This post originally appeared in “The Load In” the weekly digital magazine from Startup Musician. To sign up for free, fill out the form below.
When I was in college, about every month or so I would get a flash of inspiration. This huge surge of motivation would come out of nowhere and I would be SO EXCITED about practicing.
There’s something you should know about me before we go any further. I have NEVER liked practicing. Not when I started piano when I was 5 (just ask my mom), not when I picked up bass in elementary school, not through middle or high school, and not even in college. I love playing music, but I just find practicing scales and etudes to be incredibly boring. While I understand the high value that practicing brings, I’ve never enjoyed it.
So anyway, in college I would go through phases where I was SO FREAKING STOKED about practicing. I would do the math in my head. 3 hours a day X 6 days X 4 weeks in a month, carry the 1… that’s a bajillion hours of practice! I would be so good if I practiced just 3 hours a day!
So, you already know where this is headed, right? The longest streak I think I ever did was practicing 3 hours a day for 3 days in a row. After that I would get frustrated, annoyed, say “screw it” to the whole idea of practicing, throw on some LOST and play with my Palm Pilot (it was after all, the mid 2000s)
Again, I’ve always disliked practicing, but I understand the value behind it. The problem I had was that I set the bar way too high for myself. Going from hardly practicing at all to 3 hours a day when you hate practicing is a horrible idea. There’s no way I could sustain that. I was setting myself up for failure.
Instead, I’ve learned a valuable lesson: setting the bar real low. You may think I’m joking, but I’m completely serious.
Tell me which of these are better for long term development of your musicianship?
- You commit to practicing 3 hours per day. After 3 days you give up and return to not really practicing because, oh yeah, you hate practicing. Total hours practiced = Basically 9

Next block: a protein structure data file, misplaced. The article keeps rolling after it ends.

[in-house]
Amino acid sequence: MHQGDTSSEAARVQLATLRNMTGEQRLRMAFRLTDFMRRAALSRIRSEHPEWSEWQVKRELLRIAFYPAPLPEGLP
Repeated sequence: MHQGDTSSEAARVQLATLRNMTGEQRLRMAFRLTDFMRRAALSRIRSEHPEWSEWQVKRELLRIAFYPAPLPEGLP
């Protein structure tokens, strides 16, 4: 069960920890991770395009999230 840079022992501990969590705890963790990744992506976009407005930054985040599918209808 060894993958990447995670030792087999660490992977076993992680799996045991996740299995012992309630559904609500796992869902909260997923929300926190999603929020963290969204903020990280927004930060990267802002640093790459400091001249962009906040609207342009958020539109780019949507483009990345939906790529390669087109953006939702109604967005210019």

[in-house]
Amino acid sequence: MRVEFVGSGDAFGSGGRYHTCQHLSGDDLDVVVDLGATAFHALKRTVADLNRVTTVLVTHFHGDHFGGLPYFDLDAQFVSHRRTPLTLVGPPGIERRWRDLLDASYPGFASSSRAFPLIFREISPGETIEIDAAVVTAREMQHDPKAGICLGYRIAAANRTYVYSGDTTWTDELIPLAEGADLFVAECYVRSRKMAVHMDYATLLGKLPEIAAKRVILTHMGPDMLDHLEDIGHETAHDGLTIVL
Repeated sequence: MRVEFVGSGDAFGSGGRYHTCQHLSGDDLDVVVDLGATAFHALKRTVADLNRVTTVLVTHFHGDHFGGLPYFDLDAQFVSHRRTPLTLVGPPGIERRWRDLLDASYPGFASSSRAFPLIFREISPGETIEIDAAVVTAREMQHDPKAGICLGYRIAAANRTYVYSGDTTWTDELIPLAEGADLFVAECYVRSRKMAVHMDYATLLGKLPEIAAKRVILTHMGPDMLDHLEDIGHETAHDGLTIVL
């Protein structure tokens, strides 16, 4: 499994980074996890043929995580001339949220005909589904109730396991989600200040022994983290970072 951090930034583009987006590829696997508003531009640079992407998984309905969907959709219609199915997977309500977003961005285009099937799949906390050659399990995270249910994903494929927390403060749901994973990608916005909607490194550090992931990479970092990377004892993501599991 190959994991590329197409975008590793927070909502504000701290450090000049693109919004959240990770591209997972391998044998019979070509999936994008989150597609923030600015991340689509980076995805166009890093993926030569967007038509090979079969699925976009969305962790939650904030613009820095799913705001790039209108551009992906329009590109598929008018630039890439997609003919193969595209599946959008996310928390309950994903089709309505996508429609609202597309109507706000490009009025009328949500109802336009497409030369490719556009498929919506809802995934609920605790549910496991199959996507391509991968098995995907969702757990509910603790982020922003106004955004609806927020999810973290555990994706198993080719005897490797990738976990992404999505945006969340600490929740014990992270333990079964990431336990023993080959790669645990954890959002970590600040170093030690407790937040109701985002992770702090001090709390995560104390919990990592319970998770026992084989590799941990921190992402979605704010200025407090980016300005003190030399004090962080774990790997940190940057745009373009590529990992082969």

- You commit to practicing only 20 minutes per day. You stay consistent with your 20 minutes because 20 minutes is super easy to do. After a month you’ve actually stuck with this practice routine because the bar is so low, it’s an easy win. Total hours practiced = 10 hours plus the times that you accidentally practiced more.
By setting the bar low and making my practicing goal something that I can absolutely do every single day, I actually end up practicing more. Sure, 20 minutes doesn’t seem like a lot, but that’s the point. Some days I’ll end up practicing more, which is great, and even more beneficial. But other days when I don’t feel like putting in any more than the required 20 minutes, I still get the satisfaction of knowing that I still met my goal.
“But imagine if you practiced 3 hours a day for a whole month!”
NO. Because I know myself and I know that I’m never going to actually do that. It’s fun to think about, but that’s just not realistic. I’ve tried and tried and tried, but I have never practiced 3 hours a day consistently. (And I have a master’s degree…)
Maybe you’re the practicing type. My brother certainly is. He can practice for literally 8 hours a day and not get burned out. Hey, if you can do that, good for you! But for the rest of us, setting the bar low ironically ensures long term success.
Practice for 20 minutes a day this week. Before you go to bed just brush 1 tooth. Just put in 5 minutes on the elliptical. Whatever the thing is, if you want to make a habit of doing it every day, set the bar low.
Alright, I’m gonna go practice for a quick 20 then pull up some LOST on Netflix. I just gotta know what’s in that hatch.